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More recent research asserts pilonidal cysts are caused in the epidermis when disrupted by a foreign piece of hair. This research alleges that the epidermis expands and shifts in response to the foreign matter, eventually leading to the fissure of the hair follicle and formation of an epithelialized tube. This tube causes trauma to the subcutaneous fat, forming an abscess. The abscess drains back through into the skin through sinus tracts. This theory explains the prevalence of pilonidal cysts in soldiers, individuals with hair in the anal/buttock region and drivers. Sheep shearers experience cysts similar to pilonidal cysts on their hands.

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Although researchers cannot identify the main cause of the development of pilonidal cysts, all theories continue to assert the presence of hair and associated skin trauma as the main cause of pilonidal cysts.

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Patients who have had a pilonidal cyst or are at high risk for the development of a pilonidal cyst can take preventative measures including:

  • Focused appropriate hygiene in the sacrococcygeal area.
  • Keep the area above the buttocks clean and dry.
  • Either shave or use depilatory creams to keep the area free of hair. Electrolysis or laser hair removal in this area may be another option.
  • Avoid prolonged sitting or excessive repetitive pressure to the area of the coccyx (tailbone).
  • Weight loss in obese individuals may also help decrease the likelihood of recurrence.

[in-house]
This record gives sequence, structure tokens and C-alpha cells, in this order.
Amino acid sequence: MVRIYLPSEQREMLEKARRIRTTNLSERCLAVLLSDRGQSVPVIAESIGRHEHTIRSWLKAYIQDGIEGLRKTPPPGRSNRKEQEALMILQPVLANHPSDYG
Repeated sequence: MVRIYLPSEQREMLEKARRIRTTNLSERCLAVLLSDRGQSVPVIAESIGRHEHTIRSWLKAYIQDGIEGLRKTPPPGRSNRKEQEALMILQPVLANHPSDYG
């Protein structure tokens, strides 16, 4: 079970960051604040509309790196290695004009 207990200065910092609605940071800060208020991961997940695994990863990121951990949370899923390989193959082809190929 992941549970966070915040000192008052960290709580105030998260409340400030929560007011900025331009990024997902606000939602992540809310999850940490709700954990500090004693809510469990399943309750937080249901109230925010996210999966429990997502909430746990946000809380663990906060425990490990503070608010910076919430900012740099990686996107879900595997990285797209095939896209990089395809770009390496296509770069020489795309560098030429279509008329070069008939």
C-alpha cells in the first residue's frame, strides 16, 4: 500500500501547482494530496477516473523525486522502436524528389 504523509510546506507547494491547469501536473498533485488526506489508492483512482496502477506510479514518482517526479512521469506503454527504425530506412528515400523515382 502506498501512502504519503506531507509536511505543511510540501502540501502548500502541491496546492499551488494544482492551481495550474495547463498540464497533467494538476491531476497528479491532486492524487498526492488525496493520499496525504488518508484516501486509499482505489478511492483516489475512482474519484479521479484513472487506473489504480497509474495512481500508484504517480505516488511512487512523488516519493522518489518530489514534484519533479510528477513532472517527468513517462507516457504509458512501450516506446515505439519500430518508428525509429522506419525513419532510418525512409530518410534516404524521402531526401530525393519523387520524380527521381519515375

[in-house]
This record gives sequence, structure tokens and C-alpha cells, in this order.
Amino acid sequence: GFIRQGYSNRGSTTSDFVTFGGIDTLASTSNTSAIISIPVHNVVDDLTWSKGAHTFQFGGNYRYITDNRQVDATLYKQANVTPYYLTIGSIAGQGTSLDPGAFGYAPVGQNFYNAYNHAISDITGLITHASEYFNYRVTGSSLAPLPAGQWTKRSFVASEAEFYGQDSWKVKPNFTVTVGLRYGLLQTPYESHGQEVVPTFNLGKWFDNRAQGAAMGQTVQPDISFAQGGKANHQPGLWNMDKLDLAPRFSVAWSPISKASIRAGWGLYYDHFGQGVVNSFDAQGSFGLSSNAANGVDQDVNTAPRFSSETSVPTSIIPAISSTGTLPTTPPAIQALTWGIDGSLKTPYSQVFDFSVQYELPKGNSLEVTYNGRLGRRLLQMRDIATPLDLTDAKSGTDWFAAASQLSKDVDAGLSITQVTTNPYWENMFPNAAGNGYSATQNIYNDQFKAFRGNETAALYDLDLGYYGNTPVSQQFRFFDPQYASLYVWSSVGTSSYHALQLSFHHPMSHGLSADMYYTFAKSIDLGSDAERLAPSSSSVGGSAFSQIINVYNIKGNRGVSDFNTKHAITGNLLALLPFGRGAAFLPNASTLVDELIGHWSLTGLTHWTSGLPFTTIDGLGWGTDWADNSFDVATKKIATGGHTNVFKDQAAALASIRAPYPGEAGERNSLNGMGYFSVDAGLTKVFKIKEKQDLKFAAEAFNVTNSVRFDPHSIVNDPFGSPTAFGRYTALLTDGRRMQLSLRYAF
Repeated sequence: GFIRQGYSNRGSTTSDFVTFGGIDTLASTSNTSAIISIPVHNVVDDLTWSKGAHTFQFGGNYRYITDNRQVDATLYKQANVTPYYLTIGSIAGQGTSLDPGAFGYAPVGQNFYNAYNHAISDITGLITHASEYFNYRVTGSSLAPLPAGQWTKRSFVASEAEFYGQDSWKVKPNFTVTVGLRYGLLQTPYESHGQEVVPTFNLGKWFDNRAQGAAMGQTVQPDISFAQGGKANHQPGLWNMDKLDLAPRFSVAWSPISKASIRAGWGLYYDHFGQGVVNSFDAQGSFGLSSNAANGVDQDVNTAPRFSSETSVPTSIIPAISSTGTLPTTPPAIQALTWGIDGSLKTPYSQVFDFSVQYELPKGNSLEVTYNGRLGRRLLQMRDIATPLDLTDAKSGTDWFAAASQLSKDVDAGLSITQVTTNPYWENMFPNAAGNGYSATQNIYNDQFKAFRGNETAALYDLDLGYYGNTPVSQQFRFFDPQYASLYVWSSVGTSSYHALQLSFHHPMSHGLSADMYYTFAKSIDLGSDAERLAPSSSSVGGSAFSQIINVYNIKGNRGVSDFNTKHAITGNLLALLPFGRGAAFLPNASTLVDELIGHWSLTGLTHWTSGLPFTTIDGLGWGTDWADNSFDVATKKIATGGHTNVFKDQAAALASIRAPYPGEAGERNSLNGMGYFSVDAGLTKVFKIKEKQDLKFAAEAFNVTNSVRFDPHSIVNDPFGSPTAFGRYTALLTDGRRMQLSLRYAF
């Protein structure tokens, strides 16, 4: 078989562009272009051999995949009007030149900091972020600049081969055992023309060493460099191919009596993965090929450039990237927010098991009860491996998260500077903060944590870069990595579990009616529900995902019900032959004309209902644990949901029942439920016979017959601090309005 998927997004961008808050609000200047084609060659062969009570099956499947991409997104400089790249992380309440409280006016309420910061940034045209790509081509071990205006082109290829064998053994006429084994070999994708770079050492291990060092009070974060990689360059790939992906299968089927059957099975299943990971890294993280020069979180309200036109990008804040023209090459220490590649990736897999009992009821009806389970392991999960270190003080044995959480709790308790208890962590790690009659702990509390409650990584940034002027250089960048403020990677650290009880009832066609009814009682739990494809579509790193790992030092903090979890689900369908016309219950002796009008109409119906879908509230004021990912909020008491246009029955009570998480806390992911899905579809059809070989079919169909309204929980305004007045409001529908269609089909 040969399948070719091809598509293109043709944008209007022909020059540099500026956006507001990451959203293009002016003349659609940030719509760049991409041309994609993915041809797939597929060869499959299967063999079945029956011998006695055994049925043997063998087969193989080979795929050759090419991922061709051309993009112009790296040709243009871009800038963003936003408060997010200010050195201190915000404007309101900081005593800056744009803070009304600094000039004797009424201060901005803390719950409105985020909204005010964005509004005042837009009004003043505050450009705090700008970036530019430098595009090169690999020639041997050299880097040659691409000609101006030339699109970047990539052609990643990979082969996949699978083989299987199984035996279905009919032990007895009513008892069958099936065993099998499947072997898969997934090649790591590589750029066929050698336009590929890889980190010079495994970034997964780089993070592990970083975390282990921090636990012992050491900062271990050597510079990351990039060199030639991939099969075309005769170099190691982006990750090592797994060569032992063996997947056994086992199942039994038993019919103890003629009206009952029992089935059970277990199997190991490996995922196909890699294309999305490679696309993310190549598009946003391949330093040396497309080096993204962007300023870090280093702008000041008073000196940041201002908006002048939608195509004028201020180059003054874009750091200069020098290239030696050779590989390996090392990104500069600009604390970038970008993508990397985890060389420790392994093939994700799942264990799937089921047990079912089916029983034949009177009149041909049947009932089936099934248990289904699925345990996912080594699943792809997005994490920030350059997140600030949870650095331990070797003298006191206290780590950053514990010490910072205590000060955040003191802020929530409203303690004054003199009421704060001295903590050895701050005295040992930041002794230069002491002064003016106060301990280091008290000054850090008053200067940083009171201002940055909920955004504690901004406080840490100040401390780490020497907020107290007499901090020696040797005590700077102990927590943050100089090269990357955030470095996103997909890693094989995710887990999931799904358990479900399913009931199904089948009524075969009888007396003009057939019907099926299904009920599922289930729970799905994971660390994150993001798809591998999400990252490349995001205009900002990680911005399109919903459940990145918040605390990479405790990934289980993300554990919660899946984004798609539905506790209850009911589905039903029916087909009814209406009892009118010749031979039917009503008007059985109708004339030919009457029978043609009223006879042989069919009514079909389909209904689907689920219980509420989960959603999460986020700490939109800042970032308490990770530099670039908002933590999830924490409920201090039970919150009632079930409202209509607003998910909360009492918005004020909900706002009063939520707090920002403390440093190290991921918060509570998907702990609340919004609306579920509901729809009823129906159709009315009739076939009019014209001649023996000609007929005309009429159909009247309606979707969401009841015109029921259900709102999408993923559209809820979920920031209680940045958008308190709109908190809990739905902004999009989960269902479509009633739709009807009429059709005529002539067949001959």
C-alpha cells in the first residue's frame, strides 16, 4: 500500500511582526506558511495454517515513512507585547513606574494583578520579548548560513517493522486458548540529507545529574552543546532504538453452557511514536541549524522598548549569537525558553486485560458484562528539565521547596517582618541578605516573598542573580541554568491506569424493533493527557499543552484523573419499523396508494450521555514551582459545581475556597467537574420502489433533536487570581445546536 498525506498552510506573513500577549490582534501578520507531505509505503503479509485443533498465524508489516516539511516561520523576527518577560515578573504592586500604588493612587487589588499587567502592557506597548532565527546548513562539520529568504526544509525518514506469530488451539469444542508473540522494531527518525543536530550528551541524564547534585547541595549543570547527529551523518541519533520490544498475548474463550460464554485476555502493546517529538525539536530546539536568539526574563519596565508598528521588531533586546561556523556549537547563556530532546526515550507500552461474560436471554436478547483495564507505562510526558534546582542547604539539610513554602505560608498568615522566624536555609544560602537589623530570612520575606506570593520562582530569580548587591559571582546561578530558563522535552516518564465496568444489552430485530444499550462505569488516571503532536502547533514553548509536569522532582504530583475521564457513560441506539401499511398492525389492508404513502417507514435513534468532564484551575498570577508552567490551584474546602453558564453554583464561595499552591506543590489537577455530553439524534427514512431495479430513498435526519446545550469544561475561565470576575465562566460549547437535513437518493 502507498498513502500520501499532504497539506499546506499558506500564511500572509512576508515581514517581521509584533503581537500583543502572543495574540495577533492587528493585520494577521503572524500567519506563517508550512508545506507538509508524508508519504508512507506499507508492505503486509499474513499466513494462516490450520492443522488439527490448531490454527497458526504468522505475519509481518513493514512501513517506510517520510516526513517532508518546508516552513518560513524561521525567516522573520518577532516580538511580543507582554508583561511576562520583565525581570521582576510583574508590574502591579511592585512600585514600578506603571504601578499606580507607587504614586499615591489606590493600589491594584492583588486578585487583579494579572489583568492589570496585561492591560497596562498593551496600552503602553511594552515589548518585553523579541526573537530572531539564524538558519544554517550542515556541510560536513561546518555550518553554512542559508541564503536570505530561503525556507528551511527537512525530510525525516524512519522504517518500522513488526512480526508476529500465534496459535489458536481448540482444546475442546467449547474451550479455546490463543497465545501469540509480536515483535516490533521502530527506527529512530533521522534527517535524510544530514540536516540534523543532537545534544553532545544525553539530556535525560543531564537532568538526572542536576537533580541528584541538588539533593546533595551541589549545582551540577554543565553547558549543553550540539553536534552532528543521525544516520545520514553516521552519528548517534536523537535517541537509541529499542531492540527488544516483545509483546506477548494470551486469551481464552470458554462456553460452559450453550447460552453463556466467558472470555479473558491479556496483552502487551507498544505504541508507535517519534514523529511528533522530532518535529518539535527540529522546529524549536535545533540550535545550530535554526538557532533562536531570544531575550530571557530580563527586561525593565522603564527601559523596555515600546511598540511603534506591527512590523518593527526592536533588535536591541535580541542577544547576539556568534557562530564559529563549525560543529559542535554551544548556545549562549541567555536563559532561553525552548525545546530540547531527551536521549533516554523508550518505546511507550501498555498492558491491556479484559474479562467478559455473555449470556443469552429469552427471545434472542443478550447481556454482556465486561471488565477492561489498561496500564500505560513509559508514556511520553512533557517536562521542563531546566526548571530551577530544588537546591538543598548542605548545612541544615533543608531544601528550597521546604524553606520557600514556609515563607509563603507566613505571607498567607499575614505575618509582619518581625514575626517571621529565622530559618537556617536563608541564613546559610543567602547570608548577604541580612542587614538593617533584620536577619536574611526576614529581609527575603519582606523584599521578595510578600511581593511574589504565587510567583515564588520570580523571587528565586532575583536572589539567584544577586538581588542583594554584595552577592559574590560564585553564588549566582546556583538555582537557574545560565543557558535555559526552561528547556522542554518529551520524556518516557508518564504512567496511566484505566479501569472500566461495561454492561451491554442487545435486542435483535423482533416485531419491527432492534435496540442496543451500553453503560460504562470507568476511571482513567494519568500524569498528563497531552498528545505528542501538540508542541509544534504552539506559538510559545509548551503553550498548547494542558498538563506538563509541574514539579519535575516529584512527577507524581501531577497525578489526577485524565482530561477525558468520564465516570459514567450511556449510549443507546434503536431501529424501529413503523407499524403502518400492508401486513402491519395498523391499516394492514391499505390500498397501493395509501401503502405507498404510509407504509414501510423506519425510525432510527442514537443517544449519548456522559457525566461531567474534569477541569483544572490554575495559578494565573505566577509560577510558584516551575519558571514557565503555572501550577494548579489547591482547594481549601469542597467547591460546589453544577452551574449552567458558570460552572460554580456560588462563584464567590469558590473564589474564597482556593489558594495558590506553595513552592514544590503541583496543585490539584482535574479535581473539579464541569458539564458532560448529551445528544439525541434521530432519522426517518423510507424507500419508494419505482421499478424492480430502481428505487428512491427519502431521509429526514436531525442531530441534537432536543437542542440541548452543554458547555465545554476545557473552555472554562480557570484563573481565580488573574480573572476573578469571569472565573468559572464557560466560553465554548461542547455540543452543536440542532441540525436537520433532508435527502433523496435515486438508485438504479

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Pilonidal Cyst Drainage and Infection

Because of the location of pilonidal cysts, the trauma at the site is highly susceptible to bacteria and infection. The location of pilonidal sinuses (along the top of the buttocks) is a warm area surrounded by sources of bacteria. Infection of a pilonidal sinus leads to symptoms that include pus accumulation and leakage, pain, redness and/or swelling in the affected region, fever and chills. Unfortunately, surgical intervention is the only method of excising and draining the sinus.

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Surgical Intervention

Depending on the severity and complexity of the sinus, most cases of pilonidal cysts are treated with some form of surgical drainage. Because pilonidal sinuses so often recur, the level of excision and degree of surgical intervention required is generally based on the severity of the infected sinus. All of the surgical procedures involve the draining of the pus and removal of hair and debris from within the sinus.

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  1. 1
    Acute Pilonidal Sinus